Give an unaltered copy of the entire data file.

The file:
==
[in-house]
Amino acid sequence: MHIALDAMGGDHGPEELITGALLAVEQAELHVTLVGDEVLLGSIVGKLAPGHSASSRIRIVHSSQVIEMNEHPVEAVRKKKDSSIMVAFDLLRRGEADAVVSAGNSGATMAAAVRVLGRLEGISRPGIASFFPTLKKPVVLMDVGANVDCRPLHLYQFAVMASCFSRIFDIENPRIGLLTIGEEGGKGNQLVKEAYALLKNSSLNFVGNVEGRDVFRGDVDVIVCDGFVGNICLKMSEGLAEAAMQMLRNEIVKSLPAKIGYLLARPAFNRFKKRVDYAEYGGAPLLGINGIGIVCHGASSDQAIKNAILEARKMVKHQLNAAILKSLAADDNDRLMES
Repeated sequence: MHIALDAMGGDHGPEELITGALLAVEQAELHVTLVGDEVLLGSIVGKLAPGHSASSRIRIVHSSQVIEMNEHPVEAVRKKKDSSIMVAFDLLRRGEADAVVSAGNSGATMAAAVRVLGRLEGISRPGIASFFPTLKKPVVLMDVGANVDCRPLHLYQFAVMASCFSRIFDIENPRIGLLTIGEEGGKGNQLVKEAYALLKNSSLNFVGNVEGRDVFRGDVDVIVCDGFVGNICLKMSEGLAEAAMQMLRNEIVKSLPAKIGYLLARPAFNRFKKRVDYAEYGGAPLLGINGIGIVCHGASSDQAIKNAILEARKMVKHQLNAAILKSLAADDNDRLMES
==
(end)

[in-house]
Amino acid sequence: MHIALDAMGGDHGPEELITGALLAVEQAELHVTLVGDEVLLGSIVGKLAPGHSASSRIRIVHSSQVIEMNEHPVEAVRKKKDSSIMVAFDLLRRGEADAVVSAGNSGATMAAAVRVLGRLEGISRPGIASFFPTLKKPVVLMDVGANVDCRPLHLYQFAVMASCFSRIFDIENPRIGLLTIGEEGGKGNQLVKEAYALLKNSSLNFVGNVEGRDVFRGDVDVIVCDGFVGNICLKMSEGLAEAAMQMLRNEIVKSLPAKIGYLLARPAFNRFKKRVDYAEYGGAPLLGINGIGIVCHGASSDQAIKNAILEARKMVKHQLNAAILKSLAADDNDRLMES
Repeated sequence: MHIALDAMGGDHGPEELITGALLAVEQAELHVTLVGDEVLLGSIVGKLAPGHSASSRIRIVHSSQVIEMNEHPVEAVRKKKDSSIMVAFDLLRRGEADAVVSAGNSGATMAAAVRVLGRLEGISRPGIASFFPTLKKPVVLMDVGANVDCRPLHLYQFAVMASCFSRIFDIENPRIGLLTIGEEGGKGNQLVKEAYALLKNSSLNFVGNVEGRDVFRGDVDVIVCDGFVGNICLKMSEGLAEAAMQMLRNEIVKSLPAKIGYLLARPAFNRFKKRVDYAEYGGAPLLGINGIGIVCHGASSDQAIKNAILEARKMVKHQLNAAILKSLAADDNDRLMES